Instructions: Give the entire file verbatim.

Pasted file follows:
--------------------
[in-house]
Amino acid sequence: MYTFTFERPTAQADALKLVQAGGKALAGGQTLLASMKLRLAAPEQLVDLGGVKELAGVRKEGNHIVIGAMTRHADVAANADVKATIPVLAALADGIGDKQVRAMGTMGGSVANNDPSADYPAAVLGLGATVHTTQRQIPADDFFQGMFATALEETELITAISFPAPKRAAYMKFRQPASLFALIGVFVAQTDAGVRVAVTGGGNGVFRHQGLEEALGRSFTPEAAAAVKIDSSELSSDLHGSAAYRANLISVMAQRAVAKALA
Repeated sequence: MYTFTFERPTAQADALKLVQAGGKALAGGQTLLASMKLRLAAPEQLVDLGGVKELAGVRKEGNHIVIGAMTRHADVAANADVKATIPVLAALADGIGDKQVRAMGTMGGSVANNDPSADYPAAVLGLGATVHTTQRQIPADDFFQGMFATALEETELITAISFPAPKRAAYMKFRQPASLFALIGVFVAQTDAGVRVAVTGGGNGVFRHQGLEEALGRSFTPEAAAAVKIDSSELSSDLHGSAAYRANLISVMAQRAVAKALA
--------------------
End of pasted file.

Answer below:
[in-house]
Amino acid sequence: MYTFTFERPTAQADALKLVQAGGKALAGGQTLLASMKLRLAAPEQLVDLGGVKELAGVRKEGNHIVIGAMTRHADVAANADVKATIPVLAALADGIGDKQVRAMGTMGGSVANNDPSADYPAAVLGLGATVHTTQRQIPADDFFQGMFATALEETELITAISFPAPKRAAYMKFRQPASLFALIGVFVAQTDAGVRVAVTGGGNGVFRHQGLEEALGRSFTPEAAAAVKIDSSELSSDLHGSAAYRANLISVMAQRAVAKALA
Repeated sequence: MYTFTFERPTAQADALKLVQAGGKALAGGQTLLASMKLRLAAPEQLVDLGGVKELAGVRKEGNHIVIGAMTRHADVAANADVKATIPVLAALADGIGDKQVRAMGTMGGSVANNDPSADYPAAVLGLGATVHTTQRQIPADDFFQGMFATALEETELITAISFPAPKRAAYMKFRQPASLFALIGVFVAQTDAGVRVAVTGGGNGVFRHQGLEEALGRSFTPEAAAAVKIDSSELSSDLHGSAAYRANLISVMAQRAVAKALA